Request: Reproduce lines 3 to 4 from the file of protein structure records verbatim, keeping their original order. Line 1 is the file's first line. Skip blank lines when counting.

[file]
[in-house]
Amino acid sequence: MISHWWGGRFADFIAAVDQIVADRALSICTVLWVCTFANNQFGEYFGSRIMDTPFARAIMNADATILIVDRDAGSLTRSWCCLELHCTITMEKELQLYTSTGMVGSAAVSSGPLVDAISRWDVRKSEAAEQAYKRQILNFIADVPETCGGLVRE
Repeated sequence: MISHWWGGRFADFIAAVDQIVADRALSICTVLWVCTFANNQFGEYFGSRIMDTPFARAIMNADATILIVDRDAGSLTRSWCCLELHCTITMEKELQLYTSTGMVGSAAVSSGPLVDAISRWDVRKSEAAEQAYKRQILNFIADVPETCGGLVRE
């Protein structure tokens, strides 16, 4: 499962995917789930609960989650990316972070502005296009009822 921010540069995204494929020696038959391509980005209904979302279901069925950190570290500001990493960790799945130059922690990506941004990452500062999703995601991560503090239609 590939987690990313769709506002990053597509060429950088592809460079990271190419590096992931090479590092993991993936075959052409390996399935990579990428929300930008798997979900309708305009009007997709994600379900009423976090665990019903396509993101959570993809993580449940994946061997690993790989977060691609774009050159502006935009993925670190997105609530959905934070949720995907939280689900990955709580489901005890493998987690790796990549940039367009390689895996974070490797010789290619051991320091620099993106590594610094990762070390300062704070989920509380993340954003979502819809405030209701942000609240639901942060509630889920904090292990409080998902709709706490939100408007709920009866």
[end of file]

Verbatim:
Repeated sequence: MISHWWGGRFADFIAAVDQIVADRALSICTVLWVCTFANNQFGEYFGSRIMDTPFARAIMNADATILIVDRDAGSLTRSWCCLELHCTITMEKELQLYTSTGMVGSAAVSSGPLVDAISRWDVRKSEAAEQAYKRQILNFIADVPETCGGLVRE
């Protein structure tokens, strides 16, 4: 499962995917789930609960989650990316972070502005296009009822 921010540069995204494929020696038959391509980005209904979302279901069925950190570290500001990493960790799945130059922690990506941004990452500062999703995601991560503090239609 590939987690990313769709506002990053597509060429950088592809460079990271190419590096992931090479590092993991993936075959052409390996399935990579990428929300930008798997979900309708305009009007997709994600379900009423976090665990019903396509993101959570993809993580449940994946061997690993790989977060691609774009050159502006935009993925670190997105609530959905934070949720995907939280689900990955709580489901005890493998987690790796990549940039367009390689895996974070490797010789290619051991320091620099993106590594610094990762070390300062704070989920509380993340954003979502819809405030209701942000609240639901942060509630889920904090292990409080998902709709706490939100408007709920009866």